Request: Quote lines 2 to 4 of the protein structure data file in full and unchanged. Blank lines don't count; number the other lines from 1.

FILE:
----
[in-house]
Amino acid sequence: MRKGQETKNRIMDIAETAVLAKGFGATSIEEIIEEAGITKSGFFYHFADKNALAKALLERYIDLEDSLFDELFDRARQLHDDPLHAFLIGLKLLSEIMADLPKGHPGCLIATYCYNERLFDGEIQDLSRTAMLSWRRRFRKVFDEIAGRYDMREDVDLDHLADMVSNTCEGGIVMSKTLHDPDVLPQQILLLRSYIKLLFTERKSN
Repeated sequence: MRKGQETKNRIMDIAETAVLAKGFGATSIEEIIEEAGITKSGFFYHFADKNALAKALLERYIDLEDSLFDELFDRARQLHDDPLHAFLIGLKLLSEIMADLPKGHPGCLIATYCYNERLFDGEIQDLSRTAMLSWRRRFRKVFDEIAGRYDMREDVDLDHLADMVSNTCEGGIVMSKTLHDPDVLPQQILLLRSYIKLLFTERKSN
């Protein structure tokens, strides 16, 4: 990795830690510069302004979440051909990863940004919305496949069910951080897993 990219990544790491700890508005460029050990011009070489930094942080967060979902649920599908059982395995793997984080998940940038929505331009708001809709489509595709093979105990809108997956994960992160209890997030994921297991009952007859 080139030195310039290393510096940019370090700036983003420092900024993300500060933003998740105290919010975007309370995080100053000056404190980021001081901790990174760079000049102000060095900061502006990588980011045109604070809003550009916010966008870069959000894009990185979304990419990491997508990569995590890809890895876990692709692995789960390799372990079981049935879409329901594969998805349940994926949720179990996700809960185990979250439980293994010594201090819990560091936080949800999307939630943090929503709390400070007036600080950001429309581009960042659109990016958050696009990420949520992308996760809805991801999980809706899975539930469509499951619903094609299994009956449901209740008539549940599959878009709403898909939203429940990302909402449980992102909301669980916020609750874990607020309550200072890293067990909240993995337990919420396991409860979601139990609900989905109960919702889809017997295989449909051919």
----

Amino acid sequence: MRKGQETKNRIMDIAETAVLAKGFGATSIEEIIEEAGITKSGFFYHFADKNALAKALLERYIDLEDSLFDELFDRARQLHDDPLHAFLIGLKLLSEIMADLPKGHPGCLIATYCYNERLFDGEIQDLSRTAMLSWRRRFRKVFDEIAGRYDMREDVDLDHLADMVSNTCEGGIVMSKTLHDPDVLPQQILLLRSYIKLLFTERKSN
Repeated sequence: MRKGQETKNRIMDIAETAVLAKGFGATSIEEIIEEAGITKSGFFYHFADKNALAKALLERYIDLEDSLFDELFDRARQLHDDPLHAFLIGLKLLSEIMADLPKGHPGCLIATYCYNERLFDGEIQDLSRTAMLSWRRRFRKVFDEIAGRYDMREDVDLDHLADMVSNTCEGGIVMSKTLHDPDVLPQQILLLRSYIKLLFTERKSN
């Protein structure tokens, strides 16, 4: 990795830690510069302004979440051909990863940004919305496949069910951080897993 990219990544790491700890508005460029050990011009070489930094942080967060979902649920599908059982395995793997984080998940940038929505331009708001809709489509595709093979105990809108997956994960992160209890997030994921297991009952007859 080139030195310039290393510096940019370090700036983003420092900024993300500060933003998740105290919010975007309370995080100053000056404190980021001081901790990174760079000049102000060095900061502006990588980011045109604070809003550009916010966008870069959000894009990185979304990419990491997508990569995590890809890895876990692709692995789960390799372990079981049935879409329901594969998805349940994926949720179990996700809960185990979250439980293994010594201090819990560091936080949800999307939630943090929503709390400070007036600080950001429309581009960042659109990016958050696009990420949520992308996760809805991801999980809706899975539930469509499951619903094609299994009956449901209740008539549940599959878009709403898909939203429940990302909402449980992102909301669980916020609750874990607020309550200072890293067990909240993995337990919420396991409860979601139990609900989905109960919702889809017997295989449909051919």